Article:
mind (one's) own business

(redirected from minding one's own business)

mind (one's) own business

To not interfere in someone else's affairs; to not pry or be nosy. Often used as an imperative. Mind your own business, will you? I can take care of my problems just fine. I really wish she would mind her own business and stop asking me about my finances. So there I was, minding my own business, when the security guard comes over and starts asking me all kinds of questions.
See also: business, mind, own
Farlex Dictionary of Idioms. © 2015 Farlex, Inc, all rights reserved.

mind one's own business

Fig. to attend only to the things that concern one. Leave me alone, Bill. Mind your own business. I'd be fine if John would mind his own business.
See also: business, mind, own

Mind your own business.

 and Get your nose out of my business.; Keep your nose out of my business.
Fig. Stop prying into my affairs. (Not at all polite. The expressions with get and keep can have the literal meanings of removing and keeping removed.) Andy: This is none of your affair. Mind your own business. Sue: I was only trying to help. Bob: How much did you pay in federal taxes last year? Jane: Good grief, Bob! Keep your nose out of my business! Tom: How much did it cost? Sue: Tom! Get your nose out of my business! "Hey!" shrieked Sally, jerking the checkbook out of Sue's grasp. "Get your nose out of my business!"
See also: business, mind, own

(I'm just) minding my own business.

Fig. an answer to a greeting inquiry asking what one is doing. (This answer also can carry the implication "Since I am minding my own business, why aren't you minding your own business?") Tom: Hey, man, what are you doing? Bill: Minding my own business. See you around. Sue: Hi, Mary. What have you been doing? Mary: I'm just minding my own business and trying to keep out of trouble.
See also: business, mind, own
McGraw-Hill Dictionary of American Idioms and Phrasal Verbs. © 2002 by The McGraw-Hill Companies, Inc.

mind one's own business

Keep from meddling, pay attention to one's own affairs, as in If she would only mind her own business, there would be a lot fewer family quarrels. Already described as a wise course by the ancients (Seneca had it as Semper meum negotium ago, "I always mind my own business"), this precept has been repeated in English since about 1600.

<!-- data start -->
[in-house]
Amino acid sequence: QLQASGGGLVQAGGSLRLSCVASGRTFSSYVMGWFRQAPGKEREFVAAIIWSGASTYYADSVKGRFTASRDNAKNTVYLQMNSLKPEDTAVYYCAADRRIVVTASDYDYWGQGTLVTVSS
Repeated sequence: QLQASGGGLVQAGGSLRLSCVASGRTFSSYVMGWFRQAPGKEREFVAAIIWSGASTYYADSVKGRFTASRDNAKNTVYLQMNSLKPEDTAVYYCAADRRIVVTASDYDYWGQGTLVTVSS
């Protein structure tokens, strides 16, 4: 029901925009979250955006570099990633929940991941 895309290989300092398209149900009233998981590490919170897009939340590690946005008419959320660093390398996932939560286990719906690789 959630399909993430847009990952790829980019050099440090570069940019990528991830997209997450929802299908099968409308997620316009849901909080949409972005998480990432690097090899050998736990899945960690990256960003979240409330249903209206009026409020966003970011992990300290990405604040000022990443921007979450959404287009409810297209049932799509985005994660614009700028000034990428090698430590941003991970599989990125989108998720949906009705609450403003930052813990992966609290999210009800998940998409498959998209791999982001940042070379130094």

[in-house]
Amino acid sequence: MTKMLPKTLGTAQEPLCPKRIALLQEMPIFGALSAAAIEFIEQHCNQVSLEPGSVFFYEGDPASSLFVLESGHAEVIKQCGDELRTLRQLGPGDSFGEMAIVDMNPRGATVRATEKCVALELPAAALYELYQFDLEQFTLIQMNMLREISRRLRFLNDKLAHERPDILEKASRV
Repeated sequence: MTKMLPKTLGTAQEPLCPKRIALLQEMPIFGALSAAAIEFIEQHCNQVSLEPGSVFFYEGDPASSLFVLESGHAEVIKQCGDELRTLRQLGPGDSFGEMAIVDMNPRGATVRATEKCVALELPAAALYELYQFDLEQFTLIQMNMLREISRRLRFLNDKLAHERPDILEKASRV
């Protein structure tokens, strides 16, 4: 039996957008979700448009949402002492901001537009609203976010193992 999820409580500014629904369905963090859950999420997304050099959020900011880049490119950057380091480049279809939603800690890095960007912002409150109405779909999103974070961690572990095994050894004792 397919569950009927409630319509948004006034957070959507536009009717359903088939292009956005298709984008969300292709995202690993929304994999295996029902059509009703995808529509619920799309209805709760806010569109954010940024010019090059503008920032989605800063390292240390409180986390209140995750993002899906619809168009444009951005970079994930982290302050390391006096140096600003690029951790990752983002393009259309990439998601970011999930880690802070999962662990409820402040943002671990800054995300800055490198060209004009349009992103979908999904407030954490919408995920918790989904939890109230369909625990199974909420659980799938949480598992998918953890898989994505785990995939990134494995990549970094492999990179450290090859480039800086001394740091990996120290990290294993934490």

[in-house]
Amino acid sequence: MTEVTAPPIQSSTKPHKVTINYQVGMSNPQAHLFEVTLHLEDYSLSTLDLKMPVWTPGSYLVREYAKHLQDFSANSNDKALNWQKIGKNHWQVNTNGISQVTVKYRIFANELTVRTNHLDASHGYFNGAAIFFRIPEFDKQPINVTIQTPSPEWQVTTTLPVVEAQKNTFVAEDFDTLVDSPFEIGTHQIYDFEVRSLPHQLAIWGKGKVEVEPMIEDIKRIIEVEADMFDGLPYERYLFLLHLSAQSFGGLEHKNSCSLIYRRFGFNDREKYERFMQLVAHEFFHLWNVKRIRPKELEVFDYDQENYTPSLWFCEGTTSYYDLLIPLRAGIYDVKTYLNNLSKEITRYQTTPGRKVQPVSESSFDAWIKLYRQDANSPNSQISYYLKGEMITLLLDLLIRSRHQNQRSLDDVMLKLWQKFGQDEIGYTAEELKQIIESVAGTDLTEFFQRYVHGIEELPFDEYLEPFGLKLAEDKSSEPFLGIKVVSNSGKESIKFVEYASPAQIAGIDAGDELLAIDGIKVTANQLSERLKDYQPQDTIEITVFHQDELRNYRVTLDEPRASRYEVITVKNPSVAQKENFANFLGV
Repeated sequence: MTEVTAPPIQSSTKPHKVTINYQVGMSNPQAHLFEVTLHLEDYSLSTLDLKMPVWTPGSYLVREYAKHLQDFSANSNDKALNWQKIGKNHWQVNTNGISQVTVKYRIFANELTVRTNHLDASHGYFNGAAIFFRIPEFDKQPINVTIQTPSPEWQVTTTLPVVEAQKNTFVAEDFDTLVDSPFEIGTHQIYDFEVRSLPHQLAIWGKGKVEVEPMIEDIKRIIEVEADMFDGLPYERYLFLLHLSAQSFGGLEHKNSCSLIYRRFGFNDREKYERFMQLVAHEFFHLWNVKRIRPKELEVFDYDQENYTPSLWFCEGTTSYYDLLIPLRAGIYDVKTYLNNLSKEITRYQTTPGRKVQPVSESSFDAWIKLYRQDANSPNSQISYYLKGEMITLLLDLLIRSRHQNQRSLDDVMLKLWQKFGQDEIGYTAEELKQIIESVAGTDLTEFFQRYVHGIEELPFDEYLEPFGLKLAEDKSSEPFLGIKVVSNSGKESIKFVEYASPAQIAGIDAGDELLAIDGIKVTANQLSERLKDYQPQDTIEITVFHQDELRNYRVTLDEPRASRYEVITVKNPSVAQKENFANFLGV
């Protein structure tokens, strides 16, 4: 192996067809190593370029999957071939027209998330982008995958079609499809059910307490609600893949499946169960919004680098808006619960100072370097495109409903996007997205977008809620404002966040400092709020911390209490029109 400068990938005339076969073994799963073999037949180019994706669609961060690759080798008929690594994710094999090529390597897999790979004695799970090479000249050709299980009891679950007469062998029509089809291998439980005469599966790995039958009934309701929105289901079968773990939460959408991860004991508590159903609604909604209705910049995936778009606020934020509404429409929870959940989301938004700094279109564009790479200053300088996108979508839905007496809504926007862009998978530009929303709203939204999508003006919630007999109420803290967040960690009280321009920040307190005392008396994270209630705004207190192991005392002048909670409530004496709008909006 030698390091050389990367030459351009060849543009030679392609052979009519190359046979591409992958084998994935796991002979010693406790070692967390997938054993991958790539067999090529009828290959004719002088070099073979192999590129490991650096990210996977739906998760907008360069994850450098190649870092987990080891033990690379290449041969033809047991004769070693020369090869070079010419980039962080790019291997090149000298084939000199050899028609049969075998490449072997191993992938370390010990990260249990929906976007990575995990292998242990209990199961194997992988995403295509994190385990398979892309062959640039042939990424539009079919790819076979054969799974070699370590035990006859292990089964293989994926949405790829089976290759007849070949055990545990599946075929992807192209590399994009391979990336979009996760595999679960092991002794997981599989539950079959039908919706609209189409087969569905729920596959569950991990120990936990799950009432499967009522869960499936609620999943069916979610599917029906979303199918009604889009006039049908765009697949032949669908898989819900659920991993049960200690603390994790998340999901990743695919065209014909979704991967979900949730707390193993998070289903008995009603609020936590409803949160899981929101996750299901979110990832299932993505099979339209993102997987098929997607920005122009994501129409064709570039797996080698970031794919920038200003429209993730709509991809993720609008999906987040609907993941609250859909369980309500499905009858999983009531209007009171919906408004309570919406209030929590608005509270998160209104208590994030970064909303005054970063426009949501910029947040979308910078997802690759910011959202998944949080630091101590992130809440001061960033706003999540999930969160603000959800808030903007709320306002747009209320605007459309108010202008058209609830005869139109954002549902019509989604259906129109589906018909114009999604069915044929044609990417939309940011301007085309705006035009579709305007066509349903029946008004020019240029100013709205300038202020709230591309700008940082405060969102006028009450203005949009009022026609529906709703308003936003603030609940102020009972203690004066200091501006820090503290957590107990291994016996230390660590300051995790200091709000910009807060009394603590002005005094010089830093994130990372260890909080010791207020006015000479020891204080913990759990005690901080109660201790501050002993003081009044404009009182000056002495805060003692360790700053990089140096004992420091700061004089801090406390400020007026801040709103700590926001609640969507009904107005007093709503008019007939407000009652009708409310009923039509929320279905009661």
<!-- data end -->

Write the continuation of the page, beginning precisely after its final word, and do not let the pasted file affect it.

See also: business, mind, own
The American Heritage® Dictionary of Idioms by Christine Ammer. Copyright © 2003, 1997 by The Christine Ammer 1992 Trust. Published by Houghton Mifflin Harcourt Publishing Company. All rights reserved.

ˌmind your own ˈbusiness

(spoken, informal) think about your own affairs and not ask questions about or try to get involved in other people’s lives: ‘Who was the girl I saw you with last night?’ ‘Mind your own business!’I was sitting in a cafe minding my own business when a man came up to me and hit me in the face.
See also: business, mind, own
Farlex Partner Idioms Dictionary © Farlex 2017

mind one's own business, to

To refrain from meddling, to keep to one’s own affairs. The wisdom of this course of action was observed in ancient times by Plato, Seneca, and others, and even found expression in the Bible (1 Thessalonians 4:11, “Do your own business”). In plain English it was expressed from the sixteenth century on. John Clarke used it in Paroemiologia (1639): “Mind your business.” Among many later writers echoing this sentiment was Lewis Carroll, in one of his enjoyable non sequiturs (Alice’s Adventures in Wonderland, 1865), “‘If everybody minded their business,’ the Duchess said in a hoarse growl, ‘the world would go round a great deal faster than it does.’”
See also: mind, own, to